It happens every day. People either forget their smartphones, or discover that their phones’ batteries are dead. So, if they have to send a text or make a call, they borrow a phone from a friend. It’s not the end of the world, but it does have a disadvantage: The call or text won’t come from your own phone number, so you have to explain that it’s really you on an unfamiliar number. If it’s a call, the recipient may even ignore it due to the strange number. And the borrowed phone won’t have your contacts in it, so if you can’t recall a person’s number, you’re sunk.
But now there’s a new app that allows you to temporarily log in to a borrowed phone to create a limited virtual copy of your own absent or dead phone — a copy that allows texting or calling from your own number, and displays your contacts.
The app, available for both Android and iOS, is called Hotel My Phone, and I’ve been testing it. It mostly works, but it still has a few bugs and limitations that may frustrate some users.
Hotel My Phone comes from a tiny Montreal company, PplConnect, which earlier this year released its first product, also called PplConnect, which allowed Android users to make and receive texts and phone calls on a PC or Mac. (Apple has since built similar calling functionality for iPhones into the Mac, and already had migrated texting across all its devices via its iMessage service.)
The company describes Hotel My Phone as a sort of Airbnb for phones. The idea is that you get a small circle of close friends to download the app, creating a trusted network of phones you can use with your own number in a pinch. You can even “check into” an Android phone to turn it into your virtual iPhone, and vice versa, if both phones have the app.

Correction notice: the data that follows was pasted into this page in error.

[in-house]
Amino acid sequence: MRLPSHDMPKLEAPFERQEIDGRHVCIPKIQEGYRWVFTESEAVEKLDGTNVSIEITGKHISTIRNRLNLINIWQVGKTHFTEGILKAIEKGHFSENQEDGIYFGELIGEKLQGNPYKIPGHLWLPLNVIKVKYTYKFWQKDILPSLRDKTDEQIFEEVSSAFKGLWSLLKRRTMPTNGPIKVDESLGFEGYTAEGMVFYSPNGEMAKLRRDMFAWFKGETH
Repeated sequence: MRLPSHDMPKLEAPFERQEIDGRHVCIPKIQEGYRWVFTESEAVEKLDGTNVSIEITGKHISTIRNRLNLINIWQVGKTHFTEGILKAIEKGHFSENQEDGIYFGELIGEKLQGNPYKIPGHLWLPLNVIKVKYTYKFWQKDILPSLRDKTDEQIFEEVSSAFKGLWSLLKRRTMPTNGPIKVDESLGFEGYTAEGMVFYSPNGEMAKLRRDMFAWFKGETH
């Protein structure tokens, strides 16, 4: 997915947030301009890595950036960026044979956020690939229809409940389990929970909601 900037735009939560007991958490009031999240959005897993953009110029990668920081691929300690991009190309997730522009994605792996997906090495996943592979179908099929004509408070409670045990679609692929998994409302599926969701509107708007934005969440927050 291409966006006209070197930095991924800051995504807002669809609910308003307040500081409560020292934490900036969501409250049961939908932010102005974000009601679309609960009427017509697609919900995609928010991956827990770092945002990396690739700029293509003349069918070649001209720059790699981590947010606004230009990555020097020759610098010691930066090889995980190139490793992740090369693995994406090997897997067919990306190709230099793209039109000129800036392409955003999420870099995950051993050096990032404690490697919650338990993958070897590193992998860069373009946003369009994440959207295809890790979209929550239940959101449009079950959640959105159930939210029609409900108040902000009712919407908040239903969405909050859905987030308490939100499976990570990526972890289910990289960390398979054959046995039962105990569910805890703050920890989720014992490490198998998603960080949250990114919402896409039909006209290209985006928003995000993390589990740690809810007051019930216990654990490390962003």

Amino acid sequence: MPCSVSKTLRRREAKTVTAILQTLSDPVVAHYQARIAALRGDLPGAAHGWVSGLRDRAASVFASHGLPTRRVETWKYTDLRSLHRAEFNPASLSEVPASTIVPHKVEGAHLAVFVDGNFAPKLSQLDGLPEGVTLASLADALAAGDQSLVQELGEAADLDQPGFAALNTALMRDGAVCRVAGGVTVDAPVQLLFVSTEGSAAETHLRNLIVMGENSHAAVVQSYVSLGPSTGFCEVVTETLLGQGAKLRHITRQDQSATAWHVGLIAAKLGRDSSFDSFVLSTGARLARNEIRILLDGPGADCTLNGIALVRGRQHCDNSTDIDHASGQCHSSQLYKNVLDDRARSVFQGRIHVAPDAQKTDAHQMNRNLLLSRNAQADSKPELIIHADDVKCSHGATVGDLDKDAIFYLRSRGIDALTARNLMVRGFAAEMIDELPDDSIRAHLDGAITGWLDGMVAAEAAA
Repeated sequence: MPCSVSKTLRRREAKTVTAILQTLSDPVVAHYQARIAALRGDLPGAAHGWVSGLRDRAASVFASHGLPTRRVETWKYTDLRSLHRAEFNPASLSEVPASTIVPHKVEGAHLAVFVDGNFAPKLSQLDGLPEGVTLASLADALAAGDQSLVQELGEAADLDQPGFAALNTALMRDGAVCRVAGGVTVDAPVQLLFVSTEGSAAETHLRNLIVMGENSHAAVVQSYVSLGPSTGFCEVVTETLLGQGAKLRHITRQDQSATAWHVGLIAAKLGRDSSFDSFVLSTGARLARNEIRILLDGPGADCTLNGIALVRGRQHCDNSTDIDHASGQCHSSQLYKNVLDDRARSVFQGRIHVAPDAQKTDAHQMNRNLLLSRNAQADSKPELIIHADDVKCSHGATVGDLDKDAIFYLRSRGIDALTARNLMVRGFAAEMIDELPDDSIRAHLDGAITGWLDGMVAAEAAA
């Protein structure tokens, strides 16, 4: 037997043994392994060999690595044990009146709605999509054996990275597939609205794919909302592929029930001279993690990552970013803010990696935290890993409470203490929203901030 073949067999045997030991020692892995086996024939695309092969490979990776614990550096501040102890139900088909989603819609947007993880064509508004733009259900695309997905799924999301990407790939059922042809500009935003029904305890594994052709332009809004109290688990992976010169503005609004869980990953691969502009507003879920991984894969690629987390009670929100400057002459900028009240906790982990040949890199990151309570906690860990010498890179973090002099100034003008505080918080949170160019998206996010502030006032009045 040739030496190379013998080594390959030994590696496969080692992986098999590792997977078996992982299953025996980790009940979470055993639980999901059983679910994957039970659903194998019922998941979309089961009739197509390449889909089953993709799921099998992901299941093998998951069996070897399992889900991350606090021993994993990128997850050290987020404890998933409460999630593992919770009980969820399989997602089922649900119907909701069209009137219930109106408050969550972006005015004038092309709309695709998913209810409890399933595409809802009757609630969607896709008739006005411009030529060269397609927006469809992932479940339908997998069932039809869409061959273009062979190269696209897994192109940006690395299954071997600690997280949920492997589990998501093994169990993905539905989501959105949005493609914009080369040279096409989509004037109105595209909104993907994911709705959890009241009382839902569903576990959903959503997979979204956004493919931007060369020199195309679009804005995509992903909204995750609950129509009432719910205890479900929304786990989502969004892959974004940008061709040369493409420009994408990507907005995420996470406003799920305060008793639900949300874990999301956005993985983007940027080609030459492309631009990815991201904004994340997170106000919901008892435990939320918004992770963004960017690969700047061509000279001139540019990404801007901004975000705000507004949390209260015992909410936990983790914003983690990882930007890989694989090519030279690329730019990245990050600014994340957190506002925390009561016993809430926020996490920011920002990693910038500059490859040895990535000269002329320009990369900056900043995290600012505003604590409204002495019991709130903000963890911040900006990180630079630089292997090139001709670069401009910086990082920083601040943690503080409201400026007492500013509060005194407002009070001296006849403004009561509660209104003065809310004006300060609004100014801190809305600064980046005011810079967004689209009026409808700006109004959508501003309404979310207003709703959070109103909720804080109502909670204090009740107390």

You can also use strangers’ out-of-network phones as hosts, by quickly downloading the app onto them, though the company plans to charge about $1 per use for this scenario (using phones in your network is free).
While Hotel My Phone is free, there are some fees, though the company starts you off with $1 in credit. Calls cost about three cents a minute. And if your phone is dead or off, texts cost 10 cents each, though the app itself can also send and receive text-like messages, which are free.
The app works by storing your phone’s number and contacts in the cloud, and making them available when you log in on a borrowed phone. The company says that your information is completely erased from the borrowed phone when you log out, and that the lender’s data is also protected.
For my tests, I downloaded the Hotel My Phone app to two Android phones — a Nexus 5 and an HTC One M8. I also downloaded it to an iPhone 6. This allowed me to pretend I was three different people, each with his or her own phone and distinct phone number.
I was able to use the Android phones as hosts for each other and for the iPhone. And I was able to use the iPhone as a host for each of the Android phones.
One important caveat: Hotel My Phone doesn’t go beyond calling, messaging and contacts. It isn’t intended to replicate anything more from the virtual phone, so you won’t see, for instance, the native home screens from your phone on a borrowed phone, or be able to use your other apps.
In each case, when I logged in to the app, I was able to see my virtual phone’s contacts, and its messages. When I made calls from the virtual phone, they appeared on the phone I was calling as though they came from that phone’s number, not the number of the actual physical host phone.
The app works better on Android than on iOS. For instance, if your absent or dead phone is an iPhone, texts you send from the virtual iPhone running on the host phone must come from a generic number, not your real one. And you can’t view your call logs. The company says this is because of the nature of Apple’s iOS operating system, which doesn’t allow access to certain features of the phone that Android does.
On Android, this use of a generic number for texting only occurs if your real phone is off or dead.
I also ran into a serious bug affecting only the iPhone. When using my iPhone as a physical host for either of my test Androids, I couldn’t make a phone call, but instead got an error message.
The company says this latter bug has been fixed in a new iPhone update to the app, which will appear soon in Apple’s App Store.
In general, I liked the idea of Hotel My Phone, but found it rough around the edges. Even after its release on Dec. 11, the company was still scrambling to expunge bugs. It issued a bug-fixing Android update just hours before I wrote this review.
If you’re the kind of person whose phone often dies, or who occasionally forgets her phone, Hotel My Phone is worth a try. But be prepared for some limitations and bugs.
This article originally appeared on Recode.net.